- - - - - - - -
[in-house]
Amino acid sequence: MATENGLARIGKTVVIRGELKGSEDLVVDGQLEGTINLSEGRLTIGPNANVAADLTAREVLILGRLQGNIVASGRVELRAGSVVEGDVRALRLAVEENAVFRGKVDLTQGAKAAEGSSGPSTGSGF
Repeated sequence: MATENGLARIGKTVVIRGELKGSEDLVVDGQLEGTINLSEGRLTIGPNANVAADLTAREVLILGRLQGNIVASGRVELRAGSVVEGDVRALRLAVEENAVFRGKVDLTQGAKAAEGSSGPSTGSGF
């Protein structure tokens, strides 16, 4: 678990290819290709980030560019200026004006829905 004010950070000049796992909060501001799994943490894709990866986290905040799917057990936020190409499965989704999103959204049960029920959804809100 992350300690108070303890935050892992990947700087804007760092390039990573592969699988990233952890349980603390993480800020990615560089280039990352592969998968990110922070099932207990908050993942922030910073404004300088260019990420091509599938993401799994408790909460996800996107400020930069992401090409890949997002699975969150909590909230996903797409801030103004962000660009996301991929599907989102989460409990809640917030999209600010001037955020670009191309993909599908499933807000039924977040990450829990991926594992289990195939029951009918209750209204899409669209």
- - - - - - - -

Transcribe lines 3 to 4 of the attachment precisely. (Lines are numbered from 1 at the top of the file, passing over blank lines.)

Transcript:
Repeated sequence: MATENGLARIGKTVVIRGELKGSEDLVVDGQLEGTINLSEGRLTIGPNANVAADLTAREVLILGRLQGNIVASGRVELRAGSVVEGDVRALRLAVEENAVFRGKVDLTQGAKAAEGSSGPSTGSGF
């Protein structure tokens, strides 16, 4: 678990290819290709980030560019200026004006829905 004010950070000049796992909060501001799994943490894709990866986290905040799917057990936020190409499965989704999103959204049960029920959804809100 992350300690108070303890935050892992990947700087804007760092390039990573592969699988990233952890349980603390993480800020990615560089280039990352592969998968990110922070099932207990908050993942922030910073404004300088260019990420091509599938993401799994408790909460996800996107400020930069992401090409890949997002699975969150909590909230996903797409801030103004962000660009996301991929599907989102989460409990809640917030999209600010001037955020670009191309993909599908499933807000039924977040990450829990991926594992289990195939029951009918209750209204899409669209």